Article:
CPU Share Examples
Assume you have a system with two CPUs running two parallel CPU-bound workloads
called A and B, respectively. Each workload is running as a separate project.
The projects have been configured so that project A is assigned SA shares, and
project B is assigned SB shares.
On average, under the traditional TS scheduler, each of the workloads that is
running on the system would be given the same amount of CPU
resources. Each workload would get 50 percent of the system's capacity.
When run under the control of the FSS scheduler with SA=SB, these
projects are also given approximately the same amounts of CPU resources. However, if
the projects are given different numbers of shares, their CPU resource allocations are
The next three examples illustrate how shares work in different configurations. These examples
show that shares are only mathematically accurate for representing the usage if demand
meets or exceeds available resources.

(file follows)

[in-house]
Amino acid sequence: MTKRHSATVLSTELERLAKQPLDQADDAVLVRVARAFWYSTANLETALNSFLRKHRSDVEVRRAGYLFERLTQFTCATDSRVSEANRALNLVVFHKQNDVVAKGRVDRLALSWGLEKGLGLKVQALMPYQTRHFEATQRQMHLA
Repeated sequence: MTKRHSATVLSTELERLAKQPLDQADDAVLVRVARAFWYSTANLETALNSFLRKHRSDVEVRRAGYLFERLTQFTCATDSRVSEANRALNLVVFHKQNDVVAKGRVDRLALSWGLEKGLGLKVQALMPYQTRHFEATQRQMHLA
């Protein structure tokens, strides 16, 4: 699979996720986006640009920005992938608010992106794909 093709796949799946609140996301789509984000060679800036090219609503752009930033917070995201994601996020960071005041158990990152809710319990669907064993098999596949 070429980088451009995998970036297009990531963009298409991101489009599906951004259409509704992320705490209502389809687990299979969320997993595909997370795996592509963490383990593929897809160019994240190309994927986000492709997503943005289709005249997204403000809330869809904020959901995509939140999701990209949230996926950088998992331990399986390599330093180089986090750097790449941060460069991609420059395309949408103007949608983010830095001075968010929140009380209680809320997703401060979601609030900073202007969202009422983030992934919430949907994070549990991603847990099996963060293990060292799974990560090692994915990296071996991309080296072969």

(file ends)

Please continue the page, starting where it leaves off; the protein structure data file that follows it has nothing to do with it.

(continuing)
Example 1: Two CPU-Bound Processes in Each Project
If A and B each have two CPU-bound processes, and SA = 1
and SB = 3, then the total number of shares is 1 +
3 = 4. In this configuration, given sufficient CPU demand, projects A and
B are allocated 25 percent and 75 percent of CPU resources, respectively.
Example 2: No Competition Between Projects
If A and B have only one CPU-bound process each, and SA =
1 and SB = 100, then the total number of shares is 101.
Each project cannot use more than one CPU because each project has only
one running process. Because no competition exists between projects for CPU resources in
this configuration, projects A and B are each allocated 50 percent of
all CPU resources. In this configuration, CPU share values are irrelevant. The projects'
allocations would be the same (50/50), even if both projects were assigned zero
Example 3: One Project Unable to Run
If A and B have two CPU-bound processes each, and project A is given
1 share and project B is given 0 shares, then project B is
not allocated any CPU resources and project A is allocated all CPU resources.
Processes in B always run at system priority 0, so they will never be
able to run because processes in project A always have higher priorities.